A federal judge on Friday approved a plan to overhaul the Baltimore Police Department, an action that rebuked arguments from the new administration at the Justice Department which had spent a week asking the court to delay proceedings on the plan.
U.S. District Judge James K. Bredar ruled on the consent decree signed by the federal government and city officials in the final days of President Barack Obama’s tenure.
Bredar said in his ruling that the need for oversight was “urgent” and noted the number of residents who had testified at a hearing before him Thursday about their loss of faith in the police force.
“It would be extraordinary for the court to permit one side to unilaterally amend an agreement already jointly reached and signed,” the judge wrote. “Now it is time to enter the decree and thereby require all involved to get to work on repairing the many fractures so poignantly revealed by the record,” he wrote.
In a response to the judge’s action, the Justice Department issued an initial statement saying the agreement had been rushed and would make Baltimore “a less safe city” at a time when it is “plagued by a rash of violent crime that shows no signs of letting up.”
That was followed by a sharper addendum from department spokesman Ian Prior, who said, “One thing should be eminently clear. The Department of Justice under this administration will never negotiate or sign a consent decree that could reduce the lawful powers of the police department and result in a less safe city.”
Attorney General Jeff Sessions has contended such decrees constrain police officers and in a memo released Monday ordering a review of all police consent decrees wrote that local, not federal, control is needed for effective community policing.
Proponents of the overhaul, including Baltimore’s mayor, hailed the approval as a model for how the transformation could work, but also worried about the commitment to follow through by the Justice Department.
Baltimore Mayor Catherine E. Pugh said Friday that rebuilding trust and lowering crime “are not mutually exclusive.” The mayor said she will take the Justice Department at its word that it will work with her city. “I know they want us to reduce crime, and I know they want us to have the best police department we can have,” Pugh said.
The decree approval by Bredar--a former public defender who was appointed to the bench by Obama--allows Baltimore to move forward and work with the Justice Department to hire an independent monitor to oversee how the decree is implemented and followed. The choice of a monitor is subject to approval by the judge, but Pugh said the city hopes to have the monitor in place by fall.
A scathing report from the Justice Department last year found that Baltimore engaged in widespread discriminatory and unconstitutional policing practices.
Sherrilyn Ifill, president and general counsel of the NAACP Legal Defense and Educational Fund, called the Justice Department’s recent statements proof “that they have lost interest in addressing the issue of unconstitutional policing in Baltimore.”
Ifill said “residents have been waiting for this for what seems like forever,” adding she now fears the government “will not vigorously participate in this case.”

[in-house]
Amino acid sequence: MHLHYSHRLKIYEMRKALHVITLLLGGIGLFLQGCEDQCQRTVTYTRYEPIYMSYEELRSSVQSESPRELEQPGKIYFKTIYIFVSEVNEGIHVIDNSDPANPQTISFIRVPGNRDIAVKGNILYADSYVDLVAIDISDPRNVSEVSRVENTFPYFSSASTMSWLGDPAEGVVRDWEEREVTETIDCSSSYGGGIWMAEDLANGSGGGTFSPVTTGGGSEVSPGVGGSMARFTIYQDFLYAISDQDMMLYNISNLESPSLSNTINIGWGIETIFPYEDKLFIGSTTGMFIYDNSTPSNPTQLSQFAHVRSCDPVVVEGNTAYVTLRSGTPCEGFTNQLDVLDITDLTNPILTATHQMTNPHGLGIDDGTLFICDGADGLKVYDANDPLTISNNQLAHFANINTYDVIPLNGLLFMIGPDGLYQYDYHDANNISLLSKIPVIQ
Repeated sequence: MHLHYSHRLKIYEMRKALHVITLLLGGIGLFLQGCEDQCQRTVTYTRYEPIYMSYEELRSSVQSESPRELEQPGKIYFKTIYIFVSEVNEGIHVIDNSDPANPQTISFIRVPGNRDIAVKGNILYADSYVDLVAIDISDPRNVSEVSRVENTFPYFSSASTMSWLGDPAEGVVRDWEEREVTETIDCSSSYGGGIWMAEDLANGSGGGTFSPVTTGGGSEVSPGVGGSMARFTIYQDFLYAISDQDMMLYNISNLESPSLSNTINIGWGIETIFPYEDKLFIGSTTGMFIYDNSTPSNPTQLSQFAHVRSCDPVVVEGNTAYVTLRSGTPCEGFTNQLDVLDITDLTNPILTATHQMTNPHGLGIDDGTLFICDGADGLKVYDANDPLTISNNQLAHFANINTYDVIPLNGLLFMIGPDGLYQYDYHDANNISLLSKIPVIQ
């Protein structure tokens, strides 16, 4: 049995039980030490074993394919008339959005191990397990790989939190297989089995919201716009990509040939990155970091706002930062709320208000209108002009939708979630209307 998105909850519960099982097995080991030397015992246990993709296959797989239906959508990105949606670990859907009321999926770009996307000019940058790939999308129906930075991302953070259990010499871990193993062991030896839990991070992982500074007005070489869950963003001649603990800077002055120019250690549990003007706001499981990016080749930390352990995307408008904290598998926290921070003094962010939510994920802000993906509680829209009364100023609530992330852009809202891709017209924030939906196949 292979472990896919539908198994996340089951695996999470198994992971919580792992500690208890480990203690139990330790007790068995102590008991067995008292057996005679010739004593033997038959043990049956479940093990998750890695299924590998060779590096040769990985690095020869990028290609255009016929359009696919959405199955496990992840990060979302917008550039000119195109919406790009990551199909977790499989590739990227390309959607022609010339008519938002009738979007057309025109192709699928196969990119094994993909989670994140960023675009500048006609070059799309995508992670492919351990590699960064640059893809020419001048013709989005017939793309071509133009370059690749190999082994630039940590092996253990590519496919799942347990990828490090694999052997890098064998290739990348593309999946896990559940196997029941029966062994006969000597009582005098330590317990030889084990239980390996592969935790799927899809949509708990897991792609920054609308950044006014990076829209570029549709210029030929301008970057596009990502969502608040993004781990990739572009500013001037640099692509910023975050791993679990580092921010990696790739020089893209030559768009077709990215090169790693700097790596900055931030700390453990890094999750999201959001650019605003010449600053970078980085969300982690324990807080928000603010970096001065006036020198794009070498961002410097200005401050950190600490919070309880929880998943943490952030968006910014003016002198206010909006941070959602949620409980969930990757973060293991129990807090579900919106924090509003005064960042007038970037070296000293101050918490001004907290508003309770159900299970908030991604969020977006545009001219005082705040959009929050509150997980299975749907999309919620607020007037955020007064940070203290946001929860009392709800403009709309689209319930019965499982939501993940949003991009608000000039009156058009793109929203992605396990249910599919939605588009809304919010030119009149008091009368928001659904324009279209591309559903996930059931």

Vanita Gupta, who led the Justice Department’s civil rights division under Obama from 2014 through the end of his term, urged Sessions to “join the court, the mayor . . . and the people of Baltimore” in improving policing. She said the judge’s approval “puts Baltimore on the path to reform and rebuilding community-police trust that is so vital to public safety and police legitimacy in communities that need fair policing the most.”
The Justice Department under Obama opened 25 investigations into law enforcement agencies and has been enforcing 14 consent decrees. In his memo, Sessions urged a review of orders already in place and those pending to ensure they do not work against a primary goal of fighting crime. Sessions has often criticized the effectiveness of consent decrees and has vowed in recent speeches to more strongly support law enforcement.
Unlike in Baltimore, which had already signed an agreement with Justice officials, other cities under review, including Chicago, are not that far along, and the government could conceivably pull out of negotiations.
Baltimore entered into its decree after the 2015 death of Freddie Gray following an injury while in police custody. His death ignited riots and a string of protests.
Since the civil unrest, crime in Baltimore has soared. As of April 1, 80 people have been killed in the city this year, up 43 percent from this time in 2016. The pace exceeds that of 2015, when Baltimore recorded 344 homicides, the highest per-capita in history.
Friday’s statement from the Justice Department said that the decree will be expensive and onerous, requiring a “highly paid monitor to govern every detail of how the Baltimore Police Department functions.” Baltimore anticipates the first year will cost about $10 million, budget estimates show.
Jim Pasco, senior adviser to the president of the National Fraternal Order of Police, also called consent decrees onerous and said in many cases the agreements restrict officers beyond what they are allowed by law to do in areas such as detentions and searches.
Pasco said he believes Sessions will be more selective in seeking consent decrees. “I don’t think this administration is going to take action that would unnecessarily impede law enforcement from doing their job,” Pasco said.